PG A-A Seigler boosts Canes

Photo: Perfect Game

Jeff Dahn
Published: Thursday, July 20, 2017

MESA, Ariz. – At the conclusion of the Perfect Game Underclass All-American Games showcase in San Diego last August, PG Vice President of Player Personnel David Rawnsley wrote the following as part of his scouting report on elite 2018 catcher Anthony Seigler from Cartersville, Ga.:

“(Seigler is a) unique talent, a switch-hitter and switch-pitcher (who) can play all over the field athletically. He will be one of those players who appears at nine positions in a game and is good at each one; 10 positions if you count left-handed/right-handed pitcher.”

The word “unique” may not begin to cover it. Seigler is indeed an ambidextrous primary catcher who is capable of playing every position on the field, and excels at such a high level he’s been invited back to San Diego again this August.

This time, however, since he’s only about a month away from beginning his senior year at Cartersville High School, he will not be returning to the PG Underclass All-American Games at the University of San Diego. Seigler will instead be quite happily participating in the Perfect Game All-American Classic at the Padres’ Petco Park.

“It’s a great honor to be selected,” Seigler said Thursday afternoon, speaking from the Cubs Park Riverview-Chicago Cubs Spring Training complex. “To be one of the top 50 to get that call that says you’re being selected to play in the PG All-American (Classic), I was definitely speechless when I got the call. I’m very thankful – it’s an honor – and I cannot wait to get out there and play.”

One of nine top national prospects from Georgia on the PG A-A Classic East Team roster, the 5-foot-11, 190-pound, No. 49-ranked and Auburn commit Seigler finds himself in the East Valley this week competing at the 17u PG World Series for the powerhouse EvoShield Canes and manager Jeff Petty.

The Canes’ roster includes four other PG All-Americans: right-hander Austin Becker (No. 17-ranked; Sunbury, Ohio; Vanderbilt commit); shortstop Xavier Edwards (No. 50; Wellington, Fla.; Vanderbilt); outfielder Joe Gray Jr. (No. 8; Hattiesburg, Miss.; Ole Miss) and Nicholas Northcut (No. 34; Mason, Ohio; Vanderbilt).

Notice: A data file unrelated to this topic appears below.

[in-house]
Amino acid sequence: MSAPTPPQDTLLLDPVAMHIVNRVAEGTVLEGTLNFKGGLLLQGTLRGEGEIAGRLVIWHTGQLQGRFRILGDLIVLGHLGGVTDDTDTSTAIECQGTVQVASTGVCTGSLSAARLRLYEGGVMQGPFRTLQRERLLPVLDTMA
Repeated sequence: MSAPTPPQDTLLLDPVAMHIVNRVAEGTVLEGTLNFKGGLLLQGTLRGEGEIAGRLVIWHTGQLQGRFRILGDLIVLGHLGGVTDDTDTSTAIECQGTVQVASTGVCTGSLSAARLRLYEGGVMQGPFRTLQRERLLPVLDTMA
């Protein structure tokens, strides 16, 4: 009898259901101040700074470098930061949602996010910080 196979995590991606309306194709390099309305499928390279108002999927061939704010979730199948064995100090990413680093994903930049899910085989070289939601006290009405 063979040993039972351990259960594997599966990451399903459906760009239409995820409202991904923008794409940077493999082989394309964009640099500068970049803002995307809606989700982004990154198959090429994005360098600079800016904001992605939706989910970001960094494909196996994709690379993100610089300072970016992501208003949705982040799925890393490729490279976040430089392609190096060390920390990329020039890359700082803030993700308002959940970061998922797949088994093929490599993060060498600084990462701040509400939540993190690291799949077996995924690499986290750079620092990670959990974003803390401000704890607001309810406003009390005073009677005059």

“I know it’s Xavier and me on the East and then Joe, Nick and Austin on the West, and it’s going to be fun playing against them,” Seigler said of the PG A-A Classic matchup. “We’re going to cut-up with them and just give them crap and I can’t wait to do that, but it’s going to be fun playing with all those guys.”

Playing under the name of the Canes 17u, this is the same team managed to fight through some very difficult circumstances brought about by adverse weather conditions and emerge as the champion at the 17u PG WWBA National Championship played in the north Atlanta suburbs earlier this month.

Like every other team in the tournament, the Canes were forced to sit through long delays, rescheduling and having to be constantly on call at their hotel; twice they didn’t complete games until 3 a.m.

But they persevered, and after topping the Texas Twelve Maroon in the championship game, the Canes stood out with their unblemished 10-0-0 record; Edwards was named the MV Player and right-hander Landon Marceau was the MV Pitcher.

“It was a special week because of the outcome,” Petty said Thursday. “Just to overcome all those circumstances and win the whole thing … just says something about the mental makeup of the kids that we have. They’re talented, but to overcome everything they faced, I think you have to have a little more than just talent to do that.”

Seigler agreed: “It just means we have a lot of heart – we have a lot of dog in us – and we never expect to lose. We’re always looking for a win, and that’s what I love about this team. Losing isn’t an option for us.

“We’ve got a lot of good talent on this team and playing with them is fun,” he continued. “We’ve gotten to know each other well and we have a great bond; we’re playing for one another. We just love each other and we push each other, and that’s the main thing.”

The players and coaches were rewarded with more than a week off between the end of the 17u PG WWBA and the start of the 17u PG World Series, and Petty encouraged them to relax, stay away from the field and recover from their various aches and pains, bumps and bruises. The guys had been going at it full-throttle since early June – right after their high school seasons were completed – and quite of few of them were playing hurt in Atlanta.

Petty feels like this team has been fortunate this summer in that it’s won all three of the top-competition tournaments at which it has been involved, including the 17u PG WWBA National Championship. And he also knows that the 17u PG World Series is a different breed of cat with every one of the 30 teams capable of winning it all.

“We just told them to not get complacent and not to feel like they’ve arrived,” Petty said. “That can be something that can really knock us down a peg if we should up to this tournament with a ‘we can’t be beaten’ type of attitude because that is absolutely not the case. …

“This tournament is absolutely loaded with talent with the teams that are here and the storied programs that are here,” he continued. “This is like Jupiter (the PG WWBA World Championship) but condensed to 30 teams; you don’t get an off-game.”